Are new generation becoming more nearsighted ?

Discussion in 'Human Science' started by timojin, Mar 30, 2017.

  1. timojin Valued Senior Member

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    Do we spend more time indoors than our parents ?
     
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  3. DaveC426913 Valued Senior Member

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    Being indoors doesn't make you nearsighted.
     
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  5. timojin Valued Senior Member

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    Around the world, more and more people are becoming nearsighted. Today’s younger generations have a much higher incidence of myopia than their parents do, according to public health data, and the rate is expected to keep rising in the years ahead. This creeping loss of distance vision is more advanced in developed countries, where young people spend large amounts of their time indoors. The problem is worst in Asia, where nearsightedness affects roughly half of the population. And it’s much higher in some subgroups.

    “In college-age people in South Korea, the rate is over 90%,” says Susan Vitale, a research epidemiologist at the National Eye Institute of the National Institutes of Health. “They’ve got something you could almost call an epidemic on their hands.”

    Vitale and coauthors published an analysis that found for people aged 12 to 54 in the U.S., myopia appeared to increase from an average of 25% in the early 1970s to almost 42% in the early 2000s (Arch. Ophthalmol. 2009, DOI:

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  7. DaveC426913 Valued Senior Member

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    I did not suggest myopia is not on the increase; simply that there is no evidence (to my knowledge) that it is caused by being indoors.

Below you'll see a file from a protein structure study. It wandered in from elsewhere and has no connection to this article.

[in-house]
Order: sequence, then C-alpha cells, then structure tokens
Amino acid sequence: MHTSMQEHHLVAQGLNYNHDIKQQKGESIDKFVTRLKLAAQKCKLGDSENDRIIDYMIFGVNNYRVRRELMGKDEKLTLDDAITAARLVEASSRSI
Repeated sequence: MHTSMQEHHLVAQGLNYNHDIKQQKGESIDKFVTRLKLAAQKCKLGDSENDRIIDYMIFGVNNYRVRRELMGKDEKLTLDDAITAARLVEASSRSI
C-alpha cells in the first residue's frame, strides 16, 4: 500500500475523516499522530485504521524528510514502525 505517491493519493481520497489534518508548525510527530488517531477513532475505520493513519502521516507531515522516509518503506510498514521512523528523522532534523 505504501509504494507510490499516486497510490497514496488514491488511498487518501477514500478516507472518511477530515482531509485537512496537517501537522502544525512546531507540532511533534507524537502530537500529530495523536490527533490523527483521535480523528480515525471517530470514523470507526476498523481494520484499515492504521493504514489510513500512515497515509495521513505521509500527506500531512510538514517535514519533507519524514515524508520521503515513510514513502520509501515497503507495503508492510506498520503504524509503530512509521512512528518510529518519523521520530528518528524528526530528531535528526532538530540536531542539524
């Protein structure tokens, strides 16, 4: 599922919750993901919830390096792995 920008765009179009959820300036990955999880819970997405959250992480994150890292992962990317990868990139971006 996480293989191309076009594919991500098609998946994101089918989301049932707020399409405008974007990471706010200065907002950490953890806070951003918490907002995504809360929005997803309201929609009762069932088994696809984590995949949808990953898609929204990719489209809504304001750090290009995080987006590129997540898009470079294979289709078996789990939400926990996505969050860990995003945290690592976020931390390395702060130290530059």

This:
    is not cause.

    Just like these are not cause:

    This creeping loss of distance vision is more advanced in developed countries, where young people drink more cola.
    This creeping loss of distance vision is more advanced in developed countries, where young people have faster cars.
    This creeping loss of distance vision is more advanced in developed countries, where young people use more emojis.

    But if you have evidence of a causal link between myopia and time spent indoors, I'm all ears.

    This graph is an extrapolation, not a statistic. Unless they have time machines.
    There's only two valid X data-points there: 2000 and 2010.
     
    Last edited: Mar 30, 2017
  8. DaveC426913 Valued Senior Member

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  9. Dinosaur Rational Skeptic Valued Senior Member

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    I suspect the increase in myopia is due to the many hours per day spent in grades K through 12 reading books & doing home work.

    100 thousand or more years of our evolutionary background was spent being hunter/gatherers & included little or no activity similar to reading books & writing home work papers. Our visual system was designed for that prehistoric existence & has not yet adapted to our modern civilization.
     
  10. DaveC426913 Valued Senior Member

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    Not that I want to lend credence tot he idea that reading can "cause" nearsightedness, but you logic is flawed.

    If the increase in myopia/nearsightedness is due to our recent habit of reading books and doing homework, that would suggest that our visual system has indeed adapted to our modern civilization (of reading books).
     
  11. birch Valued Senior Member

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    being near sighted is better than farsighted, imo. its terrible not to be able to discern details or examine anything closely. no wonder they say people with nearsightedness tend to be smarter than those who are farsighted.
     
  12. DaveC426913 Valued Senior Member

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    Who says that?
     
  13. exchemist Valued Senior Member

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    Blokes in glasses.

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